Admin Essentials: Ready, Set, Chrome—Improvements And Polices To Make Chrome More Performant

From its inception, Chrome’s core principles have been the four S’s: speed, security, stability, and simplicity. Those principles guide us in the way we build Chrome. The first S—speed—is what has driven us to make Chrome one of the most performant browsers out there, and we are constantly finding ways to improve.

Enterprise environments often have their own requirements when it comes to performance. In virtualized environments, where a lot of machine resources are shared, having a light footprint is key. Similarly, if your organization is using older hardware, you’ll need to make sure those resources are used as efficiently as possible. Even in environments that are less resource-restricted, you may have some power users who need to have lots of tabs open at the same time—they’ll want their browser to keep up. Here are some of the ways Chrome is optimizing browser performance, and some of the tools we provide to admins to fine-tune resource usage in environments that need it most.

How Chrome uses memory

One of Chrome’s great advantages is its multi-process architecture. Not only does that allow Chrome to keep going in situations where a single-threaded browser would have gotten stuck waiting for a task to complete, it also enhances security through Site Isolation. Chrome also tries to keep what a user is working on in memory so they can get back to it as quickly as possible. We don’t want users to be slowed down when there’s memory sitting idle on a device that could be used to make things faster.

Recent performance improvements

In recent releases of Chrome, there have been a variety of optimizations introduced to Chrome as part of our ongoing commitment to keeping Chrome super-fast and performant:

  • CPU & power consumption / Memory usageTab throttling gives more resources to the tabs you’re using by taking them back from tabs that have been in the background for a long time.
  • Speed: Our new Privacy Preserving Prefetch Proxy will allow opted-in clients to prefetch the top results from the search results page so that those pages load faster.
  • Memory usagePointer compression allows Chrome to reclaim some of the memory that would have been wasted because of the switch from being a 32-bit process to a 64-bit process.
  • SpeedProfile Guided Optimization helps optimize Chrome at compile time so that the code you use most often (for the most common tasks) runs faster.

Enterprise settings 

Beyond the performance improvements that Chrome is making, enterprises can use policies to implement further improvements. Just note that each change has its own trade-offs, and defaults should only be changed after evaluation by an organization. 

Memory usage

  • Memory limit policy: You can configure the amount of memory that Chrome uses before the tab is removed from memory. The tabs don’t actually disappear, but the browser will need to do more work to re-display them if the user re-selects them. Note that Chrome by default will attempt to save memory if the amount of physical memory on the machine is detected as running low. 
  • Intensive wakeup throttling policy: Enabling this policy throttles Javascript timers in background tabs. This prevents the scripts from running more than once a minute if a page has been in the background for five minutes or more. 

This can provide significant CPU and battery savings as detailed in this document. Note that this can break some functionality on some websites by causing certain actions to be delayed. A full restart is needed to ensure that all loaded tabs receive a consistent policy setting. 


  • Force Ephemeral profiles: Features like browser history, extensions and their data, and web data like cookies and web databases are not preserved after the browser is closed, which can lead to a faster experience. Note that since this is session-based, users will not retain data after they close Chrome, which could cause some end user disruption. 

Disk usage

  • DiskCacheSize: By default, Chrome sets the maximum size of the cache calculated as a percentage of available disk space. Setting this policy sets a limit of the cache size that Chrome will use which can be important for virtual machines with shared resources. It is recommended to have one order of magnitude between the total disk space (or the expected free disk space under normal conditions) and the disk cache size. For example, 10GB of disk space set the cache limit to 1GB.

CPU & power consumption

  • Native window occlusion: By default, if a background window is covered by other windows, then Chrome will suspend work, painting the pixels to reduce CPU and power consumption. This is Chrome’s default setting, but you can turn this on or off via this policy.  

Chrome has evolved numerous times since its launch and is continually being improved for better performance and user experience. Please check out the enterprise release notes (or sign up to have them delivered to your inbox) for updates on future performance improvements.

Source: Google Cloud Blog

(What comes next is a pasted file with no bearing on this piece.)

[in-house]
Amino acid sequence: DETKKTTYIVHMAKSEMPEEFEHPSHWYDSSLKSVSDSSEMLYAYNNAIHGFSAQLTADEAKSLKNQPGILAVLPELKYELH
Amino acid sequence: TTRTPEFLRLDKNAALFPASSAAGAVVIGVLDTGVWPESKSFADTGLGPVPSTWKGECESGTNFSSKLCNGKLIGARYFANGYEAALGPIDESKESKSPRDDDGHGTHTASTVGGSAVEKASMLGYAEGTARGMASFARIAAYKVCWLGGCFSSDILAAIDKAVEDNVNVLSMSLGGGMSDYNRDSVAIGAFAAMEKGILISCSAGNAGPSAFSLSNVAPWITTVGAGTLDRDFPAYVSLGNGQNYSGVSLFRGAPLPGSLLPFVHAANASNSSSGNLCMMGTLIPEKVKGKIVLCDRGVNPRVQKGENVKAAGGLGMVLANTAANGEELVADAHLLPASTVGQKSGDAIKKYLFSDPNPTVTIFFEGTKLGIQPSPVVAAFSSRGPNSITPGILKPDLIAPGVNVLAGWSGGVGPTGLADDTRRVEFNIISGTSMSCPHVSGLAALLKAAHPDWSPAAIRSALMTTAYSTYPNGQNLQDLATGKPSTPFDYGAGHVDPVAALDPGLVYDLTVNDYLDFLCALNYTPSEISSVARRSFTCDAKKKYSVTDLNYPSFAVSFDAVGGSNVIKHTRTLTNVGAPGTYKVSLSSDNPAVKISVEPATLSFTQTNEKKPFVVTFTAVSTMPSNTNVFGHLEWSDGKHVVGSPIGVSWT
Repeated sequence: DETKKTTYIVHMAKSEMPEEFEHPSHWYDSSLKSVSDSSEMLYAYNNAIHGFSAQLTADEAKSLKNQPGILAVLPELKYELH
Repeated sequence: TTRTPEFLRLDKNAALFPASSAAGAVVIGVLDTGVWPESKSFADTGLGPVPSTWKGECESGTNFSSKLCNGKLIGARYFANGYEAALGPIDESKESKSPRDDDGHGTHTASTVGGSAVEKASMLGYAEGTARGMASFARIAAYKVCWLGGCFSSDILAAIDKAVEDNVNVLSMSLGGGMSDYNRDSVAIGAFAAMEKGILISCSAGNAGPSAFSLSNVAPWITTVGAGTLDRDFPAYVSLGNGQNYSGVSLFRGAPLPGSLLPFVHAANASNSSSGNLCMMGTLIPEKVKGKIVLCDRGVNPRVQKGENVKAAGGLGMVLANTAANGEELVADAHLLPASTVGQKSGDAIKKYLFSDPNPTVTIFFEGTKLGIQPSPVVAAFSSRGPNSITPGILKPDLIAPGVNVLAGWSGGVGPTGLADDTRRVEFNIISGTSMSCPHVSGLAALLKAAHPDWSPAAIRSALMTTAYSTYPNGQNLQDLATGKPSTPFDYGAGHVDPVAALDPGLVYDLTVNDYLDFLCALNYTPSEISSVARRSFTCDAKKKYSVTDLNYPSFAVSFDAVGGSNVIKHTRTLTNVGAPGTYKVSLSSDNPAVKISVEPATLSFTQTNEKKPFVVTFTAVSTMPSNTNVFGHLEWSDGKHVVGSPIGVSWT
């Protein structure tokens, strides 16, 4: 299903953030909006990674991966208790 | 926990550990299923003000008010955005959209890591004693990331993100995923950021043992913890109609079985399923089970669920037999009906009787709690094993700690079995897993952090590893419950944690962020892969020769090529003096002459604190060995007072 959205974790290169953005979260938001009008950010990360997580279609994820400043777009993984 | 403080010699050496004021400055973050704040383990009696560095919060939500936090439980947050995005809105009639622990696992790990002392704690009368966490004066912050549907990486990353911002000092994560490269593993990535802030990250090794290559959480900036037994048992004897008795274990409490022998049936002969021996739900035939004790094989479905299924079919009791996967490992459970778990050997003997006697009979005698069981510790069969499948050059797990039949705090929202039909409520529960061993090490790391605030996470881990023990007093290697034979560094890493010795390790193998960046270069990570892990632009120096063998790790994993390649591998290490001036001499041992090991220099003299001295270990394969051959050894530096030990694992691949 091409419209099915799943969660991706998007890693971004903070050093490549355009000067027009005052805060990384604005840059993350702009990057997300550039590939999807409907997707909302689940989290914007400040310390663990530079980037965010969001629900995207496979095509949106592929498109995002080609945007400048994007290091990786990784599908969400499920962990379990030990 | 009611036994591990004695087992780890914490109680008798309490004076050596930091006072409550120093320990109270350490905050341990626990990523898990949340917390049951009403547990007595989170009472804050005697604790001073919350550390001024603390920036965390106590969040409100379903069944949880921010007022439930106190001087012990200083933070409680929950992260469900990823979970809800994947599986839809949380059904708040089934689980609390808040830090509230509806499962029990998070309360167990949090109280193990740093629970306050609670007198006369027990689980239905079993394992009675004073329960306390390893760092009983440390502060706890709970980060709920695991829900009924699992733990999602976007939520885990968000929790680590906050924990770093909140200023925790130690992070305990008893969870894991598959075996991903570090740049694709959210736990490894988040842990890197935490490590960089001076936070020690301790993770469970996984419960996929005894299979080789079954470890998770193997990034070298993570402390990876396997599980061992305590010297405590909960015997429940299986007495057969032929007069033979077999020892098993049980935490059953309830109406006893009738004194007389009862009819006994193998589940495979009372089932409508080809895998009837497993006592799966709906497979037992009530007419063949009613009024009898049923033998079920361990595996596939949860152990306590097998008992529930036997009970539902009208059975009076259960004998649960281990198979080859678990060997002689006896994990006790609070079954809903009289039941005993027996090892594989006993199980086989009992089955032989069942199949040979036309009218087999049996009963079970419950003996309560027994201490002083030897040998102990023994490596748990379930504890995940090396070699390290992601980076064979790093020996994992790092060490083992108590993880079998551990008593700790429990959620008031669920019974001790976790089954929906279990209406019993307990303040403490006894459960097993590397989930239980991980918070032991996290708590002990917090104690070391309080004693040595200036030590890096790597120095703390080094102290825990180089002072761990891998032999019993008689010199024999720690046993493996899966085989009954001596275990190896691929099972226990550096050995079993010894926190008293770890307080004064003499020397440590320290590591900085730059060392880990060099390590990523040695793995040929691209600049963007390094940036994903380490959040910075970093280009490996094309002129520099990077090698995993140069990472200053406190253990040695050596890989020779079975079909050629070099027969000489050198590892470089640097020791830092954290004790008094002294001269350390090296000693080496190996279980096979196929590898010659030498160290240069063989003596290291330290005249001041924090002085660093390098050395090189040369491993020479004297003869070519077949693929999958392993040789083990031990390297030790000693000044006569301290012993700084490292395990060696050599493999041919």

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Apache Spark defined Apache Spark is a data processing framework that can quickly perform processing tasks on very large data sets, and can also distribute data processing tasks across multiple computers, either on its own or in tandem with other distributed computing tools. These two qualities are key to the worlds of big data and machine learning, which require the marshalling of massive computing power to crunch through large data stores. Spark also takes some of the programming burdens of these tasks off the shoulders of developers with an easy-to-use API that abstracts away much of the grunt work of distributed computing and big data processing. From its humble beginnings in the AMPLab at U.C. Berkeley in 2009, Apache Spark has become one of the key big data distributed processing frameworks in the world. 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Spark 2.4 introduced a set of built-in higher-order functions for manipulating arrays and other higher-order data types directly. Spark MLlib Apache Spark also bundles libraries for applying machine learning and graph analysis techniques to data at scale. Spark MLlib includes a framework for creating machine learning pipelines, allowing for easy implementation of feature extraction, selections, and transformations on any structured dataset. MLlib comes with distributed implementations of clustering and classification algorithms such as k-means clustering and random forests that can be swapped in and out of custom pipelines with ease. Models can be trained by data scientists in Apache Spark using R or Python, saved using MLlib, and then imported into a Java-based or Scala-based pipeline for production use. 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You would write MapReduce code for your batch processing needs and use something like Apache Storm for your real-time streaming requirements. This obviously leads to disparate codebases that need to be kept in sync for the application domain despite being based on completely different frameworks, requiring different resources, and involving different operational concerns for running them. Spark Streaming extended the Apache Spark concept of batch processing into streaming by breaking the stream down into a continuous series of microbatches, which could then be manipulated using the Apache Spark API. In this way, code in batch and streaming operations can share (mostly) the same code, running on the same framework, thus reducing both developer and operator overhead. Everybody wins. 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All queries on structured streams go through the Catalyst query optimizer, and can even be run in an interactive manner, allowing users to perform SQL queries against live streaming data. Structured Streaming originally relied on Spark Streaming’s microbatching scheme of handling streaming data. But in Spark 2.3, the Apache Spark team added a low-latency Continuous Processing Mode to Structured Streaming, allowing it to handle responses with latencies as low as 1ms, which is very impressive. As of Spark 2.4, Continuous Processing is still considered experimental. While Structured Streaming is built on top of the Spark SQL engine, Continuous Streaming supports only a restricted set of queries. Structured Streaming is the future of streaming applications with the platform, so if you’re building a new streaming application, you should use Structured Streaming. The legacy Spark Streaming APIs will continue to be supported, but the project recommends porting over to Structured Streaming, as the new method makes writing and maintaining streaming code a lot more bearable. Deep Learning Pipelines Apache Spark supports deep learning via Deep Learning Pipelines. Using the existing pipeline structure of MLlib, you can call into lower-level deep learning libraries and construct classifiers in just a few lines of code, as well as apply custom TensorFlow graphs or Keras models to incoming data. These graphs and models can even be registered as custom Spark SQL UDFs (user-defined functions) so that the deep learning models can be applied to data as part of SQL statements. Apache Spark tutorials Ready to dive in and learn Apache Spark? We highly recommend Evan Heitman’s A Neanderthal’s Guide to Apache Spark in Python, which not only lays out the basics of how Apache Spark works in relatively simple terms, but also guides you through the process of writing a simple Python application that makes use of the framework. The article is written from a data scientist’s perspective, which makes sense as data science is a world in which big data and machine learning are increasingly critical. If you’re looking for some Apache Spark examples to give you a sense of what the platform can do and how it does it, check out Spark By {Examples}. There is plenty of sample code here for a number of the basic tasks that make up the building blocks of Spark programming, so you can see the components that make up the larger tasks that Apache Spark is made for. Need to go deeper? DZone has what it modestly refers to as The Complete Apache Spark Collection, which consists of a slew of helpful tutorials on many Apache Spark topics. Happy learning!